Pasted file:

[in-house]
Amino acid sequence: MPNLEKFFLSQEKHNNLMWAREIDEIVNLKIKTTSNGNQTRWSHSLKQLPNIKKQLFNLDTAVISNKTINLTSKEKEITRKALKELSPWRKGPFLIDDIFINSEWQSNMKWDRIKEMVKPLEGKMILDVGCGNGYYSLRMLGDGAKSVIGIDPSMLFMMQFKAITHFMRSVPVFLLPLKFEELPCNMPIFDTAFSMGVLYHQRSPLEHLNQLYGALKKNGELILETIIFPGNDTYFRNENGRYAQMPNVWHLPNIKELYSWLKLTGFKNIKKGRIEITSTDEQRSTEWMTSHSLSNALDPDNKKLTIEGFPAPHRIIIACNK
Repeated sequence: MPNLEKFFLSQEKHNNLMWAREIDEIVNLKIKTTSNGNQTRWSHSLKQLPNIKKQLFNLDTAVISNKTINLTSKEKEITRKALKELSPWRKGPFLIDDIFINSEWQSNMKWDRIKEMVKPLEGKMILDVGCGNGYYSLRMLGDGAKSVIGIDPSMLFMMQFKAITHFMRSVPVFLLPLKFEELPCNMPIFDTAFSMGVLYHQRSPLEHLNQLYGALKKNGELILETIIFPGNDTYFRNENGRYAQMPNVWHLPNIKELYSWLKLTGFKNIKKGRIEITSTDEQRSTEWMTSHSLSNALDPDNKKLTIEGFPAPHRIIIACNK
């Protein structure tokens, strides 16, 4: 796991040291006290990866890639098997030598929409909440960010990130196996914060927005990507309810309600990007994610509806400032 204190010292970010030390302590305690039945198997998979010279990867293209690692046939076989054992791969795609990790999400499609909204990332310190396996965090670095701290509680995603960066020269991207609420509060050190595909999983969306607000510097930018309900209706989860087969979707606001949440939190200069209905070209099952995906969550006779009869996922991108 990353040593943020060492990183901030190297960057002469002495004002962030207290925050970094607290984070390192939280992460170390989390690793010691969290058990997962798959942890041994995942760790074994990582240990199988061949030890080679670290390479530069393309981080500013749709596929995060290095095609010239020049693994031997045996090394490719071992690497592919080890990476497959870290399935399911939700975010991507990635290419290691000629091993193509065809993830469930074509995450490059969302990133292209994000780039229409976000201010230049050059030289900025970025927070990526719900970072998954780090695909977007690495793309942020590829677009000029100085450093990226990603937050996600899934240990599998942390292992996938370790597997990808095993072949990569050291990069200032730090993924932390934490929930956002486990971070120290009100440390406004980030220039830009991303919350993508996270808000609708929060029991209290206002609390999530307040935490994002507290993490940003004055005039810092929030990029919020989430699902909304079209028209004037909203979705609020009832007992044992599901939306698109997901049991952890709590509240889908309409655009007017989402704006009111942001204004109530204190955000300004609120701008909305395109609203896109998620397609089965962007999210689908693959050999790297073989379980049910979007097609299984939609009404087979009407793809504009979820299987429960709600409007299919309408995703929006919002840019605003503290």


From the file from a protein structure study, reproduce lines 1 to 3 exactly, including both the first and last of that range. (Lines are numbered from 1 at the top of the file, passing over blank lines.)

[in-house]
Amino acid sequence: MPNLEKFFLSQEKHNNLMWAREIDEIVNLKIKTTSNGNQTRWSHSLKQLPNIKKQLFNLDTAVISNKTINLTSKEKEITRKALKELSPWRKGPFLIDDIFINSEWQSNMKWDRIKEMVKPLEGKMILDVGCGNGYYSLRMLGDGAKSVIGIDPSMLFMMQFKAITHFMRSVPVFLLPLKFEELPCNMPIFDTAFSMGVLYHQRSPLEHLNQLYGALKKNGELILETIIFPGNDTYFRNENGRYAQMPNVWHLPNIKELYSWLKLTGFKNIKKGRIEITSTDEQRSTEWMTSHSLSNALDPDNKKLTIEGFPAPHRIIIACNK
Repeated sequence: MPNLEKFFLSQEKHNNLMWAREIDEIVNLKIKTTSNGNQTRWSHSLKQLPNIKKQLFNLDTAVISNKTINLTSKEKEITRKALKELSPWRKGPFLIDDIFINSEWQSNMKWDRIKEMVKPLEGKMILDVGCGNGYYSLRMLGDGAKSVIGIDPSMLFMMQFKAITHFMRSVPVFLLPLKFEELPCNMPIFDTAFSMGVLYHQRSPLEHLNQLYGALKKNGELILETIIFPGNDTYFRNENGRYAQMPNVWHLPNIKELYSWLKLTGFKNIKKGRIEITSTDEQRSTEWMTSHSLSNALDPDNKKLTIEGFPAPHRIIIACNK